The latest

FLA, other partners raise concerns to Bangladesh’s Prime Minister about new minimum wage for garment workers

Issues Fair Compensation Freedom of Association & Collective Bargaining

WASHINGTON, DC, November 16, 2023 — The Fair Labor Association (FLA) this week joined amfori, Ethical Trading Initiative, Fair Wear, and Mondiaal FNV to voice concerns regarding the recently-announced new minimum wage for the ready-made garment (RMG) sector in Bangladesh. The five signatories represent over 2,500 international brands, retailers, and suppliers sourcing from more than 2,900 factories in Bangladesh.

In a letter to Bangladesh Prime Minister Sheikh Hasina, the group requested that the government reconsider the decision of the minimum wage board and encouraged employers and worker representatives to collaborate on setting a legal minimum wage that aligns with international labor and industry standards respecting human rights.

The proposed new legal minimum wage of BDT 12,500 falls short of covering basic needs and a decent standard of living for garment workers and contradicts the government’s stated commitment to decent work standards. The gap between the legal minimum wage and the average living wage in Bangladesh is the highest among major garment-producing countries, posing challenges to the aspirations of the RMG sector in Bangladesh to meet international standards and to Bangladesh’s ability to maintain its position as a responsible sourcing country.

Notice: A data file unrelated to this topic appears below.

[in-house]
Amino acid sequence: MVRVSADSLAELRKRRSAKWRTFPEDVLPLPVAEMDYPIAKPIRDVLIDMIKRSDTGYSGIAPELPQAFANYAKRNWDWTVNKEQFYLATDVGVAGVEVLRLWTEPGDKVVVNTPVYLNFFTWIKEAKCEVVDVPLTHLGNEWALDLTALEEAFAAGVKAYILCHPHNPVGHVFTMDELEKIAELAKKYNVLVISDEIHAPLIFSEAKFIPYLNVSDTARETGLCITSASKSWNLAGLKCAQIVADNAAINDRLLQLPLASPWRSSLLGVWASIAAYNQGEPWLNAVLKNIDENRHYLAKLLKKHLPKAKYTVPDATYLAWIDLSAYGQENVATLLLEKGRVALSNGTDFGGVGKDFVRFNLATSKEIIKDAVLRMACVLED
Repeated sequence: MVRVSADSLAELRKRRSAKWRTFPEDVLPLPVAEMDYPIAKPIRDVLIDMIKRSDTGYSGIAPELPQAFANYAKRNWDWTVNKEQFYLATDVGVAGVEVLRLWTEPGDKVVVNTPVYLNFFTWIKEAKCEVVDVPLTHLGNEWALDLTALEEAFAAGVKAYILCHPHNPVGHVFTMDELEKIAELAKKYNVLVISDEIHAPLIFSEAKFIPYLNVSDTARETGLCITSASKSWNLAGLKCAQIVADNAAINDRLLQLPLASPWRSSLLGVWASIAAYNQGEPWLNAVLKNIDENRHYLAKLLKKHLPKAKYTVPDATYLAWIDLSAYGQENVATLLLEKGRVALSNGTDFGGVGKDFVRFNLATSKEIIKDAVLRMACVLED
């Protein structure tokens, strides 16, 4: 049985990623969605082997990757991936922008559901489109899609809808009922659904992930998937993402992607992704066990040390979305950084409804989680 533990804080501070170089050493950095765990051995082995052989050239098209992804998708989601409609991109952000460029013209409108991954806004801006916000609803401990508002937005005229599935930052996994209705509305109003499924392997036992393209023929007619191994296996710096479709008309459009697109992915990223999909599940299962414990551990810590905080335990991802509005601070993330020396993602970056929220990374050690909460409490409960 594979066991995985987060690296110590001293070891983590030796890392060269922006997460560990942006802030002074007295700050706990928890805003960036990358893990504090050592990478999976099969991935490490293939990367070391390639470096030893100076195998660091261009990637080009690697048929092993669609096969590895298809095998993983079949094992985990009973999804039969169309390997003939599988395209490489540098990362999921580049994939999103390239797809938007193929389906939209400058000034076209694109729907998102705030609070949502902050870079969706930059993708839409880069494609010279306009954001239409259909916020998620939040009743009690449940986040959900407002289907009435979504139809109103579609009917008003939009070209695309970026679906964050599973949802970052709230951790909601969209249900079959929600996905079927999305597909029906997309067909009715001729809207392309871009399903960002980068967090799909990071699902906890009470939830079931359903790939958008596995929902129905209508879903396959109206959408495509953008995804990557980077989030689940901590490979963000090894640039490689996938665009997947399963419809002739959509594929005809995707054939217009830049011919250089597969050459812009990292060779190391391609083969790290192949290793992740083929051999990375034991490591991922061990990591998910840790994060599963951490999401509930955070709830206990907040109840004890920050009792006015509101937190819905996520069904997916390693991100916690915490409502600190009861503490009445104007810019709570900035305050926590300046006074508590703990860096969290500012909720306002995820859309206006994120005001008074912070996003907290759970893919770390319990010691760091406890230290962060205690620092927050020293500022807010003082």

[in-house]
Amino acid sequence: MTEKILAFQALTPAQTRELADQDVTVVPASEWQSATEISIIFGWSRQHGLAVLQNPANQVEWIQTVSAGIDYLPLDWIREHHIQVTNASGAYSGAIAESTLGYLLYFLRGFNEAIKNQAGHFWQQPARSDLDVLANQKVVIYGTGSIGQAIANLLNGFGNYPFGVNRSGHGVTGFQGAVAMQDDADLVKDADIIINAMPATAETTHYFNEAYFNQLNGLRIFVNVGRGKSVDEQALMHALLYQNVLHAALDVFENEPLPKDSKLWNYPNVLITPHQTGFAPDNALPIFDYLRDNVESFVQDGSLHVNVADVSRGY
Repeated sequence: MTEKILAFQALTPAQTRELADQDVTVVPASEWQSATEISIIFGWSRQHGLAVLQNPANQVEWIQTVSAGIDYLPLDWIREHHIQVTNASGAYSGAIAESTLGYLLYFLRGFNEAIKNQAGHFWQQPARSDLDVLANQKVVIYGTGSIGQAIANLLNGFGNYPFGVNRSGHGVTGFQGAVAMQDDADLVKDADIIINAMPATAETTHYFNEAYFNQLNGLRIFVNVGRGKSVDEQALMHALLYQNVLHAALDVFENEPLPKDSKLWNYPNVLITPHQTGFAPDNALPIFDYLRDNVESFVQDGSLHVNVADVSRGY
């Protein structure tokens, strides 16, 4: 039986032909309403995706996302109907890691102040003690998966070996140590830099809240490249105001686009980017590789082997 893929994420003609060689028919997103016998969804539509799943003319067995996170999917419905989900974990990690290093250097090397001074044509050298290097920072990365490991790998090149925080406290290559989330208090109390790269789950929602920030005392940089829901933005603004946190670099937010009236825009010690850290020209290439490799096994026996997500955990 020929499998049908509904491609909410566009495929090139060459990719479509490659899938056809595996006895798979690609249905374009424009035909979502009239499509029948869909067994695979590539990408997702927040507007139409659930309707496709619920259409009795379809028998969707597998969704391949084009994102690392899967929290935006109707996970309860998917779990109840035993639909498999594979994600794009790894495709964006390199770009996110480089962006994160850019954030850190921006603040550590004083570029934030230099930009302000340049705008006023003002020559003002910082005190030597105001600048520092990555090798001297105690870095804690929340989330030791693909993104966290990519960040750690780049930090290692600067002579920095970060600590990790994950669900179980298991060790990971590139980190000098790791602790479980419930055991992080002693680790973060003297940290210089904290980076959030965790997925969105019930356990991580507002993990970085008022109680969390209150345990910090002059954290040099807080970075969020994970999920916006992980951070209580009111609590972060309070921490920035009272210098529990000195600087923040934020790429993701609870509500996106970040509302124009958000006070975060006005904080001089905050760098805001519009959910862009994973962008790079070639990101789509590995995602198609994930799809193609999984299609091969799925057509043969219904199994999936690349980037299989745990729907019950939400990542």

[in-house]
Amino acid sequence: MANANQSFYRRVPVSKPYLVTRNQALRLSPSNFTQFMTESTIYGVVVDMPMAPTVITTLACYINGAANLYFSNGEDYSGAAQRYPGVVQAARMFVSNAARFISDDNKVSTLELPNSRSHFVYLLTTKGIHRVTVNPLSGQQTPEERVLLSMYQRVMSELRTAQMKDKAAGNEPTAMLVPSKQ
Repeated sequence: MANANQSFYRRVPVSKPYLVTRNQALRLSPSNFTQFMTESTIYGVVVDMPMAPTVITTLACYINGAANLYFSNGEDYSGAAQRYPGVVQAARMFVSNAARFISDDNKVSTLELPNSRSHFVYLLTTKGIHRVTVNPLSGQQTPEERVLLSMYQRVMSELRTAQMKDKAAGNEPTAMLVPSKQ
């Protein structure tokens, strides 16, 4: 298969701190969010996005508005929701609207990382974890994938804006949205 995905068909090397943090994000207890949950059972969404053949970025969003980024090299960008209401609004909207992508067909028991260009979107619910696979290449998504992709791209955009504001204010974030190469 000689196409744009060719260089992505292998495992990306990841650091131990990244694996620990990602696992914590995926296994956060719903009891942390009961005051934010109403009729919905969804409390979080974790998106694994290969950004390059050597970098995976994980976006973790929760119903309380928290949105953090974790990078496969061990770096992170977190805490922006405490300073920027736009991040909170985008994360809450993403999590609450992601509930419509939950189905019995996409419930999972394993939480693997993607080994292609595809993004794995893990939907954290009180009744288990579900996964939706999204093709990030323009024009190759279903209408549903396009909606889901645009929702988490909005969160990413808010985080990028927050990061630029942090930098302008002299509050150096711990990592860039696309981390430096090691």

The five organizations also voiced their support for periodic adjustments of minimum wage levels to prevent erosion of workers’ purchasing power and wage inequality. In light of recent protests, which have resulted in casualties, they urged the authorities to respect the freedom of association, the right to strike, and the right to demonstrate, and called upon the government to release arrested protesters and drop all charges.

As part of their support for an increased minimum wage, the signatories encourage their member companies to practice responsible purchasing by incorporating fair wages into their human rights due diligence and ensuring that suppliers can afford to pay decent wages. This includes a fair, sustainable sharing with the suppliers the cost burden resulting from an increase in the legal minimum wage.


The Fair Labor Association (FLA) promotes human rights at work. We are an international network of companies, universities, and civil society organizations collaborating to ensure that millions of people working at the world’s factories and farms are paid fairly and protected from risks to their health, safety, and well-being.


Stacy Hope

More FLA News